Beerginner: Pairing Beer and Food, Plus Pilsners

beer and chicken meal

Beerginner: Pairing Beer and Food, Plus Pilsners

When you hear the words "food and drink pairing”, you may instantly think of wine. 

Traditionally, our vinous friends have been the star of many great flavour combinations. Did you know you can just as easily pair food with beer? In fact because of the vast array of tastes each and every style can produce, beer can create an even more complex and diverse dining experience.

The guidelines we follow for wine pairing also apply to beer. Lighter beers are more suited to lighter dishes while darker beers work well with heartier fare.  That doesn't mean those rules can't be broken. Malt, with its light to dark caramel roastiness, hops with a range of grassy to citrus bitterness and yeast with spicy or fruity esters can all be utilized in their own separate ways with unlimited possibilities.

It's important to look at the 3 C's when picking a beer (or beers) to have alongside a meal.

Complement - This is the easiest and most comfortable method of pairing beer with food. A fruity beer will easily work next to a fruity dessert or a stout with anything chocolate. You do want to be careful that you don't weigh down a meal with too much of a good thing.

Cut - Sometimes you want a beer that will counteract a sensation or taste a particular dish provides. A malt forward beer with a caramel sweetness can cut through the heat of a spicy plate while the bitterness of a hoppy beer is perfect at breaking through the richness of a fatty dish.

Contrast - Remember how popular pretzels in desserts became? In some cases you want flavours from both the food and beer to shine through (in this case sweet and salty).  A hoppy beer with a lot of malt characteristics will allow the heat of spicy food to peek through without it being obnoxious.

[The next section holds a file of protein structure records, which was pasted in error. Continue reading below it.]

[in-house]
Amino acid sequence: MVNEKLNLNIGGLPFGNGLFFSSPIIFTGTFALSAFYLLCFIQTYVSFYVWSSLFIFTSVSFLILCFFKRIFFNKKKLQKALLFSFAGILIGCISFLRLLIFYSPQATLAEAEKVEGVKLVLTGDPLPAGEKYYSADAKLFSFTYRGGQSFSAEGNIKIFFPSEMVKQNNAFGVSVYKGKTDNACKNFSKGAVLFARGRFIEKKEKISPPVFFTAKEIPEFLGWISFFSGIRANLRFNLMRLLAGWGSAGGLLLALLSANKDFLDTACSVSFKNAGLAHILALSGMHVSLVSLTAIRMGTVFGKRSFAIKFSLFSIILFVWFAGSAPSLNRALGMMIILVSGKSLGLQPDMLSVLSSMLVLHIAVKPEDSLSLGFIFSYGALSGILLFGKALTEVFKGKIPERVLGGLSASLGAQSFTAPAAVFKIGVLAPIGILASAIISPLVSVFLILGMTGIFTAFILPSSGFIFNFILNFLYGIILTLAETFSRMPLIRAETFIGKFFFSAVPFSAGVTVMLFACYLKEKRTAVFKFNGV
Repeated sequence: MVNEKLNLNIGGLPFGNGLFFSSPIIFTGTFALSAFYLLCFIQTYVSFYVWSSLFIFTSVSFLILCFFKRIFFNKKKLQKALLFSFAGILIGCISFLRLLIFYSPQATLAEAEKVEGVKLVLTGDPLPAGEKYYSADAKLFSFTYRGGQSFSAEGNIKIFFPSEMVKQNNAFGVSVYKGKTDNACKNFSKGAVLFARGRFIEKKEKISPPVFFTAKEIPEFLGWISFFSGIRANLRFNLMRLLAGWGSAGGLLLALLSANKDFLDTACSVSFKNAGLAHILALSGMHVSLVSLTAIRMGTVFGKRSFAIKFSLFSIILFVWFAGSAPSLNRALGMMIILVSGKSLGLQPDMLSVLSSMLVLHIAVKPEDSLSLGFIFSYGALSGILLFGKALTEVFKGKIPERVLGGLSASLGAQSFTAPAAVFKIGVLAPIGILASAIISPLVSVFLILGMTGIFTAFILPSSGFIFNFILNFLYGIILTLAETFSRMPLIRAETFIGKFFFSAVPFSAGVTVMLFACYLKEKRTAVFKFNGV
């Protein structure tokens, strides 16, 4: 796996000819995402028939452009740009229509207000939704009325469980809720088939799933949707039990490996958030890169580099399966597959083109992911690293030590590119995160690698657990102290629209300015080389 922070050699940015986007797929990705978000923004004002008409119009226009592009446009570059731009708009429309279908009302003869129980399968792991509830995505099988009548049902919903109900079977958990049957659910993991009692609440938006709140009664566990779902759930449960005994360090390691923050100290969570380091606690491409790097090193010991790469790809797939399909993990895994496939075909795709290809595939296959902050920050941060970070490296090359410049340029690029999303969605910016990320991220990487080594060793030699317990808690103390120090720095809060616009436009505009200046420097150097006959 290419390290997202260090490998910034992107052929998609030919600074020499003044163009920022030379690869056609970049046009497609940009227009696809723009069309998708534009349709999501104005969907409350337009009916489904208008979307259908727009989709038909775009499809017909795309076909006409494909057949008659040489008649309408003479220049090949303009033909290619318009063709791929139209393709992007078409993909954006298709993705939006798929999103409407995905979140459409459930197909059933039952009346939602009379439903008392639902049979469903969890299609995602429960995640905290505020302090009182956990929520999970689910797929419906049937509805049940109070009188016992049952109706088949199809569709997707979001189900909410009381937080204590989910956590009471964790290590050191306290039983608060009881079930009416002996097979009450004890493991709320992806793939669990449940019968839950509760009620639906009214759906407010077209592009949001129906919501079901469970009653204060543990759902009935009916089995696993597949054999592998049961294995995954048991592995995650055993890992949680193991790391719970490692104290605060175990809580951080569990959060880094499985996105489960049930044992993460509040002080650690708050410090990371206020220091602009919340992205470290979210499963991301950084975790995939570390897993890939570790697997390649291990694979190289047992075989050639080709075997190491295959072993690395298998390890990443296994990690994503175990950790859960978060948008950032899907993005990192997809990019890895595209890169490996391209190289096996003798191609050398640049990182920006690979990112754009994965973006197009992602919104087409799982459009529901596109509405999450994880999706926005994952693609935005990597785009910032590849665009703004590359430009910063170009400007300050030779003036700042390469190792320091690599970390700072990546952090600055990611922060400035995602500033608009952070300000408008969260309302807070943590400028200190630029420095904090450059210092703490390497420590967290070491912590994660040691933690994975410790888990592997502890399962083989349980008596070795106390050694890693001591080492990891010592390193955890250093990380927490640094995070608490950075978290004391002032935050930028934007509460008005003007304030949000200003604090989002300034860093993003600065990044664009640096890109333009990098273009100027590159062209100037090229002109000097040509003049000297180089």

You should also consider what part of the dish you really want to highlight. The protein isn't always the star of the show. In the case of desserts, is it the rich cheesecake you want people talking about or the caramel sauce dripping down its sides? Sauces and dressing can be important components of a dish. You also don't want to upset a secondary flavour with an inappropriate beer style either.

Other points to keep in mind:

  • Carbonation can also cut through richness and fat. Bubbles in beer are great at cleansing the palate and can make a seemingly heavy dish taste lighter.
  • Colder served beers like lagers and pilsners also provide a cooling effect to the palate when eating a spicy dish.
  • Alcohol and hops can accentuate heat making a dish seem hotter than it is.

There is almost no right or wrong answer when pairing beer with food.  With the myriad of flavour profiles each beer has and the endless choices of culinary creations the best you can do is experiment with what seems comfortable to you.  Remember the best beer is the one you are enjoying so how can you go wrong?

Coming up next I break down food and beer further and discuss how wonderful it works with cheese!

Check out my guide to pilsners below.

Cheers! 

Heather 

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